Light for our path: “Rose Again”

Light for our path

Why do we say in the Apostles’Creed that Jesus “rose again” from the dead? And are the descent into hell and the resurrection listed out of sequence?

James F. Pope

The confession of faith we know as the Apostles’Creed has that name not because the apostles wrote it, but because it summarizes the teachings of the apostles. A high point of their teaching, and our faith, is Jesus Christ’s resurrection from the dead. So, your questions are important.


In our language the word again can be used in different ways. It can mean “once more,” “another time.” If that is the meaning of the word at this point in the creed, then we are saying that we believe Jesus rose from the dead at some point before his resurrection on Easter Sunday morning. But the Scriptures say that Jesus experienced only one resurrection from the dead.

Again can also have the meaning of “in addition.” And so, after confessing that we believe that Jesus died, we declare that, in addition, Jesus rose from the dead. In other words, his death was not the end of his life. In addition to laying down his life for our sins, Jesus took up his life again just as he had said (John 10:18). The resurrection of Jesus Christ from the dead is absolutely vital to our salvation (1 Corinthians 15:12-22), and the creed rightly emphasizes that glorious event.

Now, on to your next question about the sequence of events.


On the surface, it looks like Jesus descended into hell before he rose from the dead. That wrong impression disappears when we consider what the Bible says about Jesus’body coming to life and his descent into hell. “Christ was put to death in the body but made alive by the Spirit, through whom also he went and preached to the spirits in prison who disobeyed long ago when God waited patiently in the days of Noah while the ark was being built” (1 Peter 3:18-20). That section of Scripture speaks of Jesus descending into hell after his body became “alive” in the tomb. With his resurrected body Jesus entered hell to proclaim (“preach”) his victory over Satan, the evil angels, and those people who rejected the only true God during their time of grace.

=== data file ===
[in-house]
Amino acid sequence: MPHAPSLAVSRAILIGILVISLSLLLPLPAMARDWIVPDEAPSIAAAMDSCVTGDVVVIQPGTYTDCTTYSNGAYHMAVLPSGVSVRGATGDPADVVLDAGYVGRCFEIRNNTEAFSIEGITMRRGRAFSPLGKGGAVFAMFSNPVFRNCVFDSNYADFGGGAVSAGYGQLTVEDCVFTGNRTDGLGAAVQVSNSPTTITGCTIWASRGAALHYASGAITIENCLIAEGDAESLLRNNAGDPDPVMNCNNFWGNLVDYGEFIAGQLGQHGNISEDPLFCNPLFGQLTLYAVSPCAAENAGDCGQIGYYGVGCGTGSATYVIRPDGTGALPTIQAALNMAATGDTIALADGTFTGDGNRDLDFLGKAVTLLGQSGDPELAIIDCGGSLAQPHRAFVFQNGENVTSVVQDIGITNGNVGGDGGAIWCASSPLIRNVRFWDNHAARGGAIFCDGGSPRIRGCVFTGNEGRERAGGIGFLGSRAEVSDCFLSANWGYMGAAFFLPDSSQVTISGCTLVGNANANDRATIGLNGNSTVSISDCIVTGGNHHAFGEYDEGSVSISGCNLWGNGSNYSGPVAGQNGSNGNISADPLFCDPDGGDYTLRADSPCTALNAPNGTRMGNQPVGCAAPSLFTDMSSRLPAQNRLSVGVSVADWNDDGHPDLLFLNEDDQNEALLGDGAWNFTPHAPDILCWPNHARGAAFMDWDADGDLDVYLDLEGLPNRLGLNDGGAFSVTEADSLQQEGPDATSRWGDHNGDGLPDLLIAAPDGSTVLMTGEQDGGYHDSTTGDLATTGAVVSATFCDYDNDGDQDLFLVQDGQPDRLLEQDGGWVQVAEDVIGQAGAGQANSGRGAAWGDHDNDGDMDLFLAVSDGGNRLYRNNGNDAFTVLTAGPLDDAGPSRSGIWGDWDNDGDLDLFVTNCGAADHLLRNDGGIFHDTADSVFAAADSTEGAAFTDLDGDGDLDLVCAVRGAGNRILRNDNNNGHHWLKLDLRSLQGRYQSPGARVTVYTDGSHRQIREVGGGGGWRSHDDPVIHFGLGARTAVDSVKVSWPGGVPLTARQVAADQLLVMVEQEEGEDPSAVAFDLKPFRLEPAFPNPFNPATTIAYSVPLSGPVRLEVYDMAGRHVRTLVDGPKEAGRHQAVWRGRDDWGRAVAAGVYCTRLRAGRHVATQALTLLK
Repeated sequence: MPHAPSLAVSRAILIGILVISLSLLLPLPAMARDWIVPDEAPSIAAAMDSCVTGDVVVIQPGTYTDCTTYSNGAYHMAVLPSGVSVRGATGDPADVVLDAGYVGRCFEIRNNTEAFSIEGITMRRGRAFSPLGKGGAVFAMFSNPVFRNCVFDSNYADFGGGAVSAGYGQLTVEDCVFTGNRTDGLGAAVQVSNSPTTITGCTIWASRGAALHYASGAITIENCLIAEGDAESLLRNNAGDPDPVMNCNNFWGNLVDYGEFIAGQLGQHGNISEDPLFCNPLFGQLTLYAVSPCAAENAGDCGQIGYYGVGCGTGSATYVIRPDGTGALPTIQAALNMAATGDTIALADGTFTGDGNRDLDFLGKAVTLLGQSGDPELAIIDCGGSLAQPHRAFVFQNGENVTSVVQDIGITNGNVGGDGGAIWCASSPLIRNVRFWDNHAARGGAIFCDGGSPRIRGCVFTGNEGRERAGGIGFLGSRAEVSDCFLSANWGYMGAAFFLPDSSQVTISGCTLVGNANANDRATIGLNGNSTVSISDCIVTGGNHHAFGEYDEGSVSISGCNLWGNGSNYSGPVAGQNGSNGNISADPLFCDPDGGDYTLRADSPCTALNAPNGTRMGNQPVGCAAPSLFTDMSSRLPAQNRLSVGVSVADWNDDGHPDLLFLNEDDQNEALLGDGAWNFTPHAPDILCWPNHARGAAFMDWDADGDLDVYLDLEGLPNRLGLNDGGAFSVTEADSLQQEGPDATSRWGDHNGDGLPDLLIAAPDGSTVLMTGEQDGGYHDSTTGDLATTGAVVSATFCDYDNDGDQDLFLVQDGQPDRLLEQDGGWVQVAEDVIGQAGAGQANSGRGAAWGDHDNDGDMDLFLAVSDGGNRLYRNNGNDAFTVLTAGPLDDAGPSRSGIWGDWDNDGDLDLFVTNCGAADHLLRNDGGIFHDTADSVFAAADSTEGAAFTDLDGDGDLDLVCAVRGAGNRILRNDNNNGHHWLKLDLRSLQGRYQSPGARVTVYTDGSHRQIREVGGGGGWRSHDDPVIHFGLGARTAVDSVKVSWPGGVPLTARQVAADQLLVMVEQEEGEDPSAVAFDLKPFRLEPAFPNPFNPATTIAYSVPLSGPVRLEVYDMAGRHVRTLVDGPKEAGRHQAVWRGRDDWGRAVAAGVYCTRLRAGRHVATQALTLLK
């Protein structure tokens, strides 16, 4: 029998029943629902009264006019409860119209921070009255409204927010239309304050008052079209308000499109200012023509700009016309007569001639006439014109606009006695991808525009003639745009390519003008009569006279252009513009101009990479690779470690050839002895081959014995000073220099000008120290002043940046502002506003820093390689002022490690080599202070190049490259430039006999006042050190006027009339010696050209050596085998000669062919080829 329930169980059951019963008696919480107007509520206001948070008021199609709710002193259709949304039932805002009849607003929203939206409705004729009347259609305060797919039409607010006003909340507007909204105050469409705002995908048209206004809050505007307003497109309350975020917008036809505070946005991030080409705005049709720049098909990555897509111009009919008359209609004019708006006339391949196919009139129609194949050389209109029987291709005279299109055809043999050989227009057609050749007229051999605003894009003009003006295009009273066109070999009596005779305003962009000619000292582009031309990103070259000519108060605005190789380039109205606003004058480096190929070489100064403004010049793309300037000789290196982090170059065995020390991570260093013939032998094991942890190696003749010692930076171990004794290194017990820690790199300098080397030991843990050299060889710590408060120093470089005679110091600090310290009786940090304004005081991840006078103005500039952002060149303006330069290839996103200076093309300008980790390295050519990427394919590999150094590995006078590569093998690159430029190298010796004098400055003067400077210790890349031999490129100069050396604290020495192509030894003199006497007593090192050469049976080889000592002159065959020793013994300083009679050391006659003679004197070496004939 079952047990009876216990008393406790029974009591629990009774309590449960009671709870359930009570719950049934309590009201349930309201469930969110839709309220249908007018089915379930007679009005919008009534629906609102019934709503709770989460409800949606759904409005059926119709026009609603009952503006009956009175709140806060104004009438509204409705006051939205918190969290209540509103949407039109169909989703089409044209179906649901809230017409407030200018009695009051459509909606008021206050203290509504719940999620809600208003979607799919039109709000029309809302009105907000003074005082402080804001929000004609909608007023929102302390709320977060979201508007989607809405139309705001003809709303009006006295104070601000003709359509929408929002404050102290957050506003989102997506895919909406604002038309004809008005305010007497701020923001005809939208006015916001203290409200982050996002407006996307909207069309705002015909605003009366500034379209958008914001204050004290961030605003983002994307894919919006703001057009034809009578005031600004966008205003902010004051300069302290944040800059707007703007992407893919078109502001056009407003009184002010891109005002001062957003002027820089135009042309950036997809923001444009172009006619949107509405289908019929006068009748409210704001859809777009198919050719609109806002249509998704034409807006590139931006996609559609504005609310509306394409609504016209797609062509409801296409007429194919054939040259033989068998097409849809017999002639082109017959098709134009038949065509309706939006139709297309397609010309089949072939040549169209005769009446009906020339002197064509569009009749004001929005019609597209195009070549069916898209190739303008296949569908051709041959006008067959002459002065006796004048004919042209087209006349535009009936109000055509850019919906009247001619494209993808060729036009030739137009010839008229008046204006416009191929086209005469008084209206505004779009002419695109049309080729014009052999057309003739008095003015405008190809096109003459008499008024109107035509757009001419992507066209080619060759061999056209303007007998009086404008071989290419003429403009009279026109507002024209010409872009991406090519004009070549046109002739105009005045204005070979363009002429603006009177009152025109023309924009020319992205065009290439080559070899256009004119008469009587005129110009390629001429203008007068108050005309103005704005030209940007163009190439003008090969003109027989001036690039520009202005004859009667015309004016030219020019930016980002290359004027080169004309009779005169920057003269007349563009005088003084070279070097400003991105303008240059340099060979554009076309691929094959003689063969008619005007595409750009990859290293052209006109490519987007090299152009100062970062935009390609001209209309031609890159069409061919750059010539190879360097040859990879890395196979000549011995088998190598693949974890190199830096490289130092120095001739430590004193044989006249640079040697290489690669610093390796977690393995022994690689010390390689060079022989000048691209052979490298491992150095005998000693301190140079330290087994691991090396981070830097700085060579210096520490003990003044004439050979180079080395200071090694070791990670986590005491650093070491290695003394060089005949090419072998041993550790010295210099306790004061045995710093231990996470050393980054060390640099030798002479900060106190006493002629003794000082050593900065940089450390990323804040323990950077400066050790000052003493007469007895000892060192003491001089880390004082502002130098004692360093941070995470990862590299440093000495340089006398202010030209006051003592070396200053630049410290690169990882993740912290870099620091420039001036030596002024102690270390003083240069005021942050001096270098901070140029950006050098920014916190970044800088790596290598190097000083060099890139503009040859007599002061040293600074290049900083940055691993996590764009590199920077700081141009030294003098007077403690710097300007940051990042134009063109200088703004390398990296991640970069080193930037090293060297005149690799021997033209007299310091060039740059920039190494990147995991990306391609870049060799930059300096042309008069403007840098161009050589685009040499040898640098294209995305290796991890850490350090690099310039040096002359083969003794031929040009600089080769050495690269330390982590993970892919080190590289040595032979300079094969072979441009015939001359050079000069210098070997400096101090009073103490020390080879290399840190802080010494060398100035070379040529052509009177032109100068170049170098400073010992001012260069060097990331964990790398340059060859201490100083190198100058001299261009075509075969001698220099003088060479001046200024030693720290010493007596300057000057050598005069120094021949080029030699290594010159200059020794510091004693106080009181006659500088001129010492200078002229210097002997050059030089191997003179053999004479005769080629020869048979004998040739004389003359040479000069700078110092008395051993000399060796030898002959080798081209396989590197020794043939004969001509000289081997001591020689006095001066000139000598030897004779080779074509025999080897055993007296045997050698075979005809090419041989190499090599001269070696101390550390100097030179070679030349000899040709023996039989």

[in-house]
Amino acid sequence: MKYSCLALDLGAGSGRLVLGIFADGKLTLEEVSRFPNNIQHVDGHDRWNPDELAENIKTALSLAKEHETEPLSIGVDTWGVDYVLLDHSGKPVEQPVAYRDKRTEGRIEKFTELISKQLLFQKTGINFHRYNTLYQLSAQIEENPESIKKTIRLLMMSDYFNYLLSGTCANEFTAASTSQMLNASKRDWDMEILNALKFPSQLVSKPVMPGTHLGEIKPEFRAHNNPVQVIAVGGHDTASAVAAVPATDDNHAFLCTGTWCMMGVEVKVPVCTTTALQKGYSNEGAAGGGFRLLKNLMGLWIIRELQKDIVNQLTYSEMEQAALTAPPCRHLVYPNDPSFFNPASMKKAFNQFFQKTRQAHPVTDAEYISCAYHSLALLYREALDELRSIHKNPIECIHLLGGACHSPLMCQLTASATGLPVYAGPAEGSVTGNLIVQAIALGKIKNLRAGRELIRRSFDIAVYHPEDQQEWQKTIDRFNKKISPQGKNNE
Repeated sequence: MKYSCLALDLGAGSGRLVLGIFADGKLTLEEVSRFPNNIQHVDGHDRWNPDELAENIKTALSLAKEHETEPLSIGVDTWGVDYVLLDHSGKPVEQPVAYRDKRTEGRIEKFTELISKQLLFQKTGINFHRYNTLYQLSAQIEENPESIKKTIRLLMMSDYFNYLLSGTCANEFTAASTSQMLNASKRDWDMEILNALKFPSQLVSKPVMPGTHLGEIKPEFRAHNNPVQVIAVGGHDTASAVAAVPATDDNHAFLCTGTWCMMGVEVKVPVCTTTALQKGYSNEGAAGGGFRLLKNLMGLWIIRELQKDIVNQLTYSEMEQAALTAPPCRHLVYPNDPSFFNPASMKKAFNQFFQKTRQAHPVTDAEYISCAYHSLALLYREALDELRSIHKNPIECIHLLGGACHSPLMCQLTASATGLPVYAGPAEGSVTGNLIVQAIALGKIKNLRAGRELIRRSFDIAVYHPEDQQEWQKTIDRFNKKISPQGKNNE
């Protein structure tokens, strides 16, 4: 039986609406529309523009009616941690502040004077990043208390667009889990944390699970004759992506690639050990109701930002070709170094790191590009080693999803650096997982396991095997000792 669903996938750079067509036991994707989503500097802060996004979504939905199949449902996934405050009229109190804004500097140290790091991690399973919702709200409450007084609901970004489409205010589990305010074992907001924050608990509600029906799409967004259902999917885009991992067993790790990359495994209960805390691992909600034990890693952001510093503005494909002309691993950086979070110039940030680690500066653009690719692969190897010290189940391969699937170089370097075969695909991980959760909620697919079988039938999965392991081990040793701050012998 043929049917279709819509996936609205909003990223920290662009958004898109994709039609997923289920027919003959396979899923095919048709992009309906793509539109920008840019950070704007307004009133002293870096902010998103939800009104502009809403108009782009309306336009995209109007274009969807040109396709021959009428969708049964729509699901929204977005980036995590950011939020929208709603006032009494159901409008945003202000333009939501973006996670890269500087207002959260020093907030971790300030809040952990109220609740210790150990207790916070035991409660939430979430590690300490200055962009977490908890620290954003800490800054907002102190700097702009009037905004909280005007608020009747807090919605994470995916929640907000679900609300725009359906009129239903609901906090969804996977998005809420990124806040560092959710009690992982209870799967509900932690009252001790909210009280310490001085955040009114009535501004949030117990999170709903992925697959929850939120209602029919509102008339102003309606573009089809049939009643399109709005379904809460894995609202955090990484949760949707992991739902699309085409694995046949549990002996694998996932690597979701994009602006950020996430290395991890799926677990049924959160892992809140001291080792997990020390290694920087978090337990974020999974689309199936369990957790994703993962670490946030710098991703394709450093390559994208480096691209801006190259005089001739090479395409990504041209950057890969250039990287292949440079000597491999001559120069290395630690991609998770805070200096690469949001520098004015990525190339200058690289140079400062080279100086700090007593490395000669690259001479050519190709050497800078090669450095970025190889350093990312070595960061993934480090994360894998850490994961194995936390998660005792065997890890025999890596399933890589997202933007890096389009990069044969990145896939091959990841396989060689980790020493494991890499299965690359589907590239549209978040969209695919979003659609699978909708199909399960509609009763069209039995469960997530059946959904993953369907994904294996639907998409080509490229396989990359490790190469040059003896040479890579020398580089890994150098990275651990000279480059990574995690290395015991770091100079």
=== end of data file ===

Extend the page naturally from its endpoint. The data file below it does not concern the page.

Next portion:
Then, on the third day, Jesus “rose again from the dead.” Theologians have distinguished between Jesus’body and soul being reunited in the tomb and his appearances to people on earth with his resurrected, glorified body. The phrase from the creed that states Jesus “rose again from the dead” has in mind those appearances to people on earth.

So, perhaps it might be useful if I paraphrased this part of the creed: We profess that Jesus’body came to life in the tomb. He descended into hell to proclaim his victory over his enemies. He appeared to his followers on earth.

No matter how a man-made confession of faith like the Apostles’Creed may be worded, it does state important facts and details that comprise our faith. When it comes to the momentous events of Holy Week and Easter Sunday, we happily join the confession of Paul, Silas, and Timothy: “We believe that Jesus died and rose again” (1 Thessalonians 4:14).

Contributing editor James Pope, professor at Martin Luther College, New Ulm, Minnesota, is a member at St. John, New Ulm.

James Pope also answers questions online or to


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Author: James F. Pope
Volume 102, Number 4
Issue: April 2015

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